Margaret Thompson Drewal, Performance Studies, researched Yoruba and Afro-Brazilian ritual performance and has special interests in the poetics and politics of performance discourse.
David Easterbrook, George and Mary LeCron Foster Curator of the Melville J. Herskovits Library of African Studies.
Karen Tranberg Hansen, Anthropology, interested in the division of labor in terms of gender, race, and class; worked on urban Zambia colonial culture, domesticity, and gender ideology; researched housing, the informal sector, wage labor, and the international trade in used clothing, her book Salalaula: The World of Secondhand Clothing and Zambia won the 2001 Anthony Leeds Prize of the Society for Urban Anthropology.
David Kelso, Biomedical Engineering, specialized in medical instrumentation, biosensors, kinetics of antibody and DNA binding reactions in solution and on solid phases, pharmacokinetics, and optimization of drug administration.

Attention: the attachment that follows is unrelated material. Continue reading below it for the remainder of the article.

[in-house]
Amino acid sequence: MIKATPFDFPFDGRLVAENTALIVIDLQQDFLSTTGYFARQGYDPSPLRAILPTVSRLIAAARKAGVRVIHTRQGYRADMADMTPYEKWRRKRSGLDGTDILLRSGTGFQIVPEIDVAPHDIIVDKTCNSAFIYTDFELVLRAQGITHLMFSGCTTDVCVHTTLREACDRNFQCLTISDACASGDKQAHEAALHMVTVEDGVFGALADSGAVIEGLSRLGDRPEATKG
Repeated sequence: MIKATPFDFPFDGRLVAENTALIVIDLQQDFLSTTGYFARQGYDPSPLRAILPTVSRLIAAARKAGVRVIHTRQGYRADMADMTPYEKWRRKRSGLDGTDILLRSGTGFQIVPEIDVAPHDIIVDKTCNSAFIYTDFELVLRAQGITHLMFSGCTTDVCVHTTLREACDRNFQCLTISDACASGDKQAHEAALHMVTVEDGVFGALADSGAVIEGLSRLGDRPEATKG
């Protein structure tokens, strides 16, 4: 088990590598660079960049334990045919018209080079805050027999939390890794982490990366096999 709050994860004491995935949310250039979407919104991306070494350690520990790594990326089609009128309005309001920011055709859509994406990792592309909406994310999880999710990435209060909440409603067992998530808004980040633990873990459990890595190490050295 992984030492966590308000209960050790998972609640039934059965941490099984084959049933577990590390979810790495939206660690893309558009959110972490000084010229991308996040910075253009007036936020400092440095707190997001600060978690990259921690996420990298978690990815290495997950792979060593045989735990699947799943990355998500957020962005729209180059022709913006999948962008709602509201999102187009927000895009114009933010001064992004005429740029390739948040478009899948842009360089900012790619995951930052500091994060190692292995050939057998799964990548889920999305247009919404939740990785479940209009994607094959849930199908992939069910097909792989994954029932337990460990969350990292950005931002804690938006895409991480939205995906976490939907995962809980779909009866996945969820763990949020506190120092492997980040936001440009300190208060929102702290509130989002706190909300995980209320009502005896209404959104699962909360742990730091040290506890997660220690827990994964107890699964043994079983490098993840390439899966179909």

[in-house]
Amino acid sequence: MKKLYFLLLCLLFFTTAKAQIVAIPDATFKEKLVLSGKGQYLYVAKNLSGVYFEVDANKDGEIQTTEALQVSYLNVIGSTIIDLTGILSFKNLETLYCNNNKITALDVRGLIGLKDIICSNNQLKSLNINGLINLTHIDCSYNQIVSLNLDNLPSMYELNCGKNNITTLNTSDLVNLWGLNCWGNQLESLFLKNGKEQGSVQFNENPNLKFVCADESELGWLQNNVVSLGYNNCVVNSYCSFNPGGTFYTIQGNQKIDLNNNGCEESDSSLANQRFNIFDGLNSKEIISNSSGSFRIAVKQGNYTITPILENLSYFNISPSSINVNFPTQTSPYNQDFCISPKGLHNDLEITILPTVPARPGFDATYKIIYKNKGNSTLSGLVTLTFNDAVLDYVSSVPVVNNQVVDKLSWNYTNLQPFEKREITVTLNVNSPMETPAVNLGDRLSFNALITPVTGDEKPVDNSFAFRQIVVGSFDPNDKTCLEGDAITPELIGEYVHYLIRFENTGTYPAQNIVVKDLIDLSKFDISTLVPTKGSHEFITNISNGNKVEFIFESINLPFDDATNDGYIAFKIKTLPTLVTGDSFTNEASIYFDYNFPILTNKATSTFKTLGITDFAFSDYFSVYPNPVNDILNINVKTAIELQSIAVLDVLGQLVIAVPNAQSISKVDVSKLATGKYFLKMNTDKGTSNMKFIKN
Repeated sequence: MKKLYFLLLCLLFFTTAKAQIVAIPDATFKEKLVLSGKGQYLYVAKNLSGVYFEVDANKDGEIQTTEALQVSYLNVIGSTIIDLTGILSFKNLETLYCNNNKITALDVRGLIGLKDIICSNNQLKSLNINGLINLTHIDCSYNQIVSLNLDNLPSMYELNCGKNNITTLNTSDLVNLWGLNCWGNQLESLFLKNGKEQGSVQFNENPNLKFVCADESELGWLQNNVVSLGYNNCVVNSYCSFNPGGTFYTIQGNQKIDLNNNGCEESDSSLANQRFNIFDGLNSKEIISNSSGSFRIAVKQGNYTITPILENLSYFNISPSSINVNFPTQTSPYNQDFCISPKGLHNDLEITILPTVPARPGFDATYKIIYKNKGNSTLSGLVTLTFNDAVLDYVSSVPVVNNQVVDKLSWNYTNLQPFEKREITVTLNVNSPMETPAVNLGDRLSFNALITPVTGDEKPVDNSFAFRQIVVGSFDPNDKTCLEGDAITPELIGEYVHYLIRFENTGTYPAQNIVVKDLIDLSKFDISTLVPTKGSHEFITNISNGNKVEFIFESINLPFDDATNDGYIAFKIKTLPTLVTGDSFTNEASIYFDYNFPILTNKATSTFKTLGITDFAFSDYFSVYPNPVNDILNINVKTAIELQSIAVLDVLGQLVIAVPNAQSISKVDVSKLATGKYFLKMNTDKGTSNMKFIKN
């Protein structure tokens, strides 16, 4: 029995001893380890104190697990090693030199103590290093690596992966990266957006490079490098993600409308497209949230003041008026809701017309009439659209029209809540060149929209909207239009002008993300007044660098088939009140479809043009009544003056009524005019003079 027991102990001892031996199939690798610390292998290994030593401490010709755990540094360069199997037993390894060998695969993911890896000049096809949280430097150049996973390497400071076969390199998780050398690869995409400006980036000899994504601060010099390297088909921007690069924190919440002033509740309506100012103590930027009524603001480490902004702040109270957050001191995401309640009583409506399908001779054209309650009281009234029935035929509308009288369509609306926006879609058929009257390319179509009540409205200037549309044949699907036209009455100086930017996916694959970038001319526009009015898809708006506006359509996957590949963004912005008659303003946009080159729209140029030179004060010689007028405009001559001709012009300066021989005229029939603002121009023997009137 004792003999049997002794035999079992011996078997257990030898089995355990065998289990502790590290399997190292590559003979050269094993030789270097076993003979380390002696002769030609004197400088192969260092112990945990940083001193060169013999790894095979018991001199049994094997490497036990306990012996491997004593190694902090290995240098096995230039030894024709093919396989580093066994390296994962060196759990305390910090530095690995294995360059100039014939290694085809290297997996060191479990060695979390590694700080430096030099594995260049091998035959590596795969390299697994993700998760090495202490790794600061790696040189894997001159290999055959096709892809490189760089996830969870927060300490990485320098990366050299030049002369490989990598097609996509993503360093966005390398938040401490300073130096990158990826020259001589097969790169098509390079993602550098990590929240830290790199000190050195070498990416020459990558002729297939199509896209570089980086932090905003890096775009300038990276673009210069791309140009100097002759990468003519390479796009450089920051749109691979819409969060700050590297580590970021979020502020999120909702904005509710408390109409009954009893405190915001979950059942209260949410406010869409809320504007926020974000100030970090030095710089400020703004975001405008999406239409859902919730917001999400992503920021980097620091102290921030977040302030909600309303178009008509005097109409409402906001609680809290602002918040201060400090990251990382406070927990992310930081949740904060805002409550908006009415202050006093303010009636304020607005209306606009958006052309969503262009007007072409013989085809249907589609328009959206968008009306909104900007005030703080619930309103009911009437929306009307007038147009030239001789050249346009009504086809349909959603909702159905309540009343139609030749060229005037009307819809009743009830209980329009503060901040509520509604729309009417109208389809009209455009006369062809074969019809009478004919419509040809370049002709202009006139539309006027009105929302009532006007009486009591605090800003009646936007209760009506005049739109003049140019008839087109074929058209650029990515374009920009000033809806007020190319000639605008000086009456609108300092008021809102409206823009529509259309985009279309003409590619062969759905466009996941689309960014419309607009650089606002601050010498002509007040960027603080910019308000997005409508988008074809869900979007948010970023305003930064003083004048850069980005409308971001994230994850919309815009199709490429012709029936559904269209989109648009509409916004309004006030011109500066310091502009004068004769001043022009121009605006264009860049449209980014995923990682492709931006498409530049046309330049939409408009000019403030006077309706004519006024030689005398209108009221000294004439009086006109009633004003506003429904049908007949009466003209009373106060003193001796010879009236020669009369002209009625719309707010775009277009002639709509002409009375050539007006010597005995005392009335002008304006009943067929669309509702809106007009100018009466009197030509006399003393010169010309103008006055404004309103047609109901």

Morris Goodman, Linguistics, researched Mauritian Creole French and other pidgin languages, Hausa, and Swahili. He is particularly interested in African national language debates.
John Rowe, History, specialized in the history of East Africa, with special focus on sociopolitical transformations in the Buganda kingdom in Uganda during the nineteenth century.
John Hunwick, History and Religion, researched the history of Muslim societies in West Africa, an expert on Arabic sources, focused on the development of West African Islamic scholarship and the translation of primary texts and documents, his documentary Timbuktu and the Songhay Empire: Al-Saidi's Ta'rikh al-Sudan Down to 1613 and Other Contemporary Documents won the 2001 African Studies Association Text Prize.
Hans E. Panofsky, Melville J. Herskovits Library of African Studies, served as the foundation curator of Northwestern's Africana collection.
Ivor Wilks, History, an authority on the Asante state in Ghana and Wales in the 19th century, examined the nature of power and leadership and the forms of collaboration and resistance.